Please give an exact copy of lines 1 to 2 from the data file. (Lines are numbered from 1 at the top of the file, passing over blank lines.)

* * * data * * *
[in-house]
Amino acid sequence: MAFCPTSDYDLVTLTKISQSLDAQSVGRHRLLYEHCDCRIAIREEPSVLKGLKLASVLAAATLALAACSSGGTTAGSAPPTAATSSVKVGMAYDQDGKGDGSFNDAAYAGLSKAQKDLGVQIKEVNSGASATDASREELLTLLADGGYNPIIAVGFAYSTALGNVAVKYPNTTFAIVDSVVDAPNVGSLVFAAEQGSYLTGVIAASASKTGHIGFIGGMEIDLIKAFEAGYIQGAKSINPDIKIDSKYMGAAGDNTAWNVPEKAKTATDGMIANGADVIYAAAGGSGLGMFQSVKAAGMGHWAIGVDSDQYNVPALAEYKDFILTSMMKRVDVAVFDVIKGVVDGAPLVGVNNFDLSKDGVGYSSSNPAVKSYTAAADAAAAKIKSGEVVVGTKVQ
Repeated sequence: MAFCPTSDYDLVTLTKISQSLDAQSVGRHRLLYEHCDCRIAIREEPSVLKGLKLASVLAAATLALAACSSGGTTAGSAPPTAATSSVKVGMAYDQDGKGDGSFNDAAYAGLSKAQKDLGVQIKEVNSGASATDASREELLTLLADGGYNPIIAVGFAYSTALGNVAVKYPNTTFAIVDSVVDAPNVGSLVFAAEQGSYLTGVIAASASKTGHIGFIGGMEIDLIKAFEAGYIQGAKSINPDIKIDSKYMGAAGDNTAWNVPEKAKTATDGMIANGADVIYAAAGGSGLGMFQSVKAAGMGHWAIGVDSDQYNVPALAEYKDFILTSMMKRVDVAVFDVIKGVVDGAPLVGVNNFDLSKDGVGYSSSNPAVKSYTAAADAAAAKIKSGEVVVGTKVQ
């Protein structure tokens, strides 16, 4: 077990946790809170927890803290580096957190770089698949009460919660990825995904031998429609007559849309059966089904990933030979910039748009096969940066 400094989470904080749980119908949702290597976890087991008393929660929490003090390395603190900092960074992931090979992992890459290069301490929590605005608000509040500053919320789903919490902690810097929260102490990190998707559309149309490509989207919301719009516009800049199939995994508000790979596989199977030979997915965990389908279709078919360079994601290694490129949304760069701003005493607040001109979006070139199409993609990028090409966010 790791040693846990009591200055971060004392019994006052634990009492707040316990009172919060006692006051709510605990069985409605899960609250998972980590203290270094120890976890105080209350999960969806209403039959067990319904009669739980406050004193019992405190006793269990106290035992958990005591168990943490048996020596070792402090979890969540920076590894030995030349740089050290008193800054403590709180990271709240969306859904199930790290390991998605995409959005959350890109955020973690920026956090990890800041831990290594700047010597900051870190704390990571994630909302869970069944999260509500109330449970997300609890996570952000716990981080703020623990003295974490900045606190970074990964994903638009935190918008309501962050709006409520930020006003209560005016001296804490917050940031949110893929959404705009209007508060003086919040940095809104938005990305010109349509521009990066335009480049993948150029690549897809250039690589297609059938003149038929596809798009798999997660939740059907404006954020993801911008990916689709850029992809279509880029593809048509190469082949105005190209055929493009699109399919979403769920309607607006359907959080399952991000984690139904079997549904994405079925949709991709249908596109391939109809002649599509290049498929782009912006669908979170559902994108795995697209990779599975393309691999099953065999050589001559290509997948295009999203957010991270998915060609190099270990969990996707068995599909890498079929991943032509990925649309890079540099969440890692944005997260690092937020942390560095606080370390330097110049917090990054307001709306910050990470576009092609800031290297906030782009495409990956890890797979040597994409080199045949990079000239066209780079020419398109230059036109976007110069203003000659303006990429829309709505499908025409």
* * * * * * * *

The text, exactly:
[in-house]
Amino acid sequence: MAFCPTSDYDLVTLTKISQSLDAQSVGRHRLLYEHCDCRIAIREEPSVLKGLKLASVLAAATLALAACSSGGTTAGSAPPTAATSSVKVGMAYDQDGKGDGSFNDAAYAGLSKAQKDLGVQIKEVNSGASATDASREELLTLLADGGYNPIIAVGFAYSTALGNVAVKYPNTTFAIVDSVVDAPNVGSLVFAAEQGSYLTGVIAASASKTGHIGFIGGMEIDLIKAFEAGYIQGAKSINPDIKIDSKYMGAAGDNTAWNVPEKAKTATDGMIANGADVIYAAAGGSGLGMFQSVKAAGMGHWAIGVDSDQYNVPALAEYKDFILTSMMKRVDVAVFDVIKGVVDGAPLVGVNNFDLSKDGVGYSSSNPAVKSYTAAADAAAAKIKSGEVVVGTKVQ